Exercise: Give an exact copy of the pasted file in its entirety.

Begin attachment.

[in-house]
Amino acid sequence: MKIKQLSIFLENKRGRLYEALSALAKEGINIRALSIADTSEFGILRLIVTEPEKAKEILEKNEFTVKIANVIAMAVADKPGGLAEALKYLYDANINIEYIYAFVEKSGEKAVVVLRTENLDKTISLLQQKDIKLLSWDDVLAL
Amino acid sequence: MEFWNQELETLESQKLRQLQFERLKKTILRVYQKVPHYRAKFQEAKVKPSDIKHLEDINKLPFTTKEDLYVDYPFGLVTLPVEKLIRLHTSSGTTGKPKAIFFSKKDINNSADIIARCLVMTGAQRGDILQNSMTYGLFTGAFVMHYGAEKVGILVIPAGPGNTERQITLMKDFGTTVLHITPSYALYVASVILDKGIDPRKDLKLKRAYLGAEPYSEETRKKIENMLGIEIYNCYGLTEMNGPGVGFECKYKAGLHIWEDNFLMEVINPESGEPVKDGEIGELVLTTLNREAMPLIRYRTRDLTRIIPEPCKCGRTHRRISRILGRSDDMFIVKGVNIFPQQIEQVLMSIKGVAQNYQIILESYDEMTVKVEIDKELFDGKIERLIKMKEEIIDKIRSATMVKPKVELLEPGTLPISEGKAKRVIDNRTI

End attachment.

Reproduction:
[in-house]
Amino acid sequence: MKIKQLSIFLENKRGRLYEALSALAKEGINIRALSIADTSEFGILRLIVTEPEKAKEILEKNEFTVKIANVIAMAVADKPGGLAEALKYLYDANINIEYIYAFVEKSGEKAVVVLRTENLDKTISLLQQKDIKLLSWDDVLAL
Amino acid sequence: MEFWNQELETLESQKLRQLQFERLKKTILRVYQKVPHYRAKFQEAKVKPSDIKHLEDINKLPFTTKEDLYVDYPFGLVTLPVEKLIRLHTSSGTTGKPKAIFFSKKDINNSADIIARCLVMTGAQRGDILQNSMTYGLFTGAFVMHYGAEKVGILVIPAGPGNTERQITLMKDFGTTVLHITPSYALYVASVILDKGIDPRKDLKLKRAYLGAEPYSEETRKKIENMLGIEIYNCYGLTEMNGPGVGFECKYKAGLHIWEDNFLMEVINPESGEPVKDGEIGELVLTTLNREAMPLIRYRTRDLTRIIPEPCKCGRTHRRISRILGRSDDMFIVKGVNIFPQQIEQVLMSIKGVAQNYQIILESYDEMTVKVEIDKELFDGKIERLIKMKEEIIDKIRSATMVKPKVELLEPGTLPISEGKAKRVIDNRTI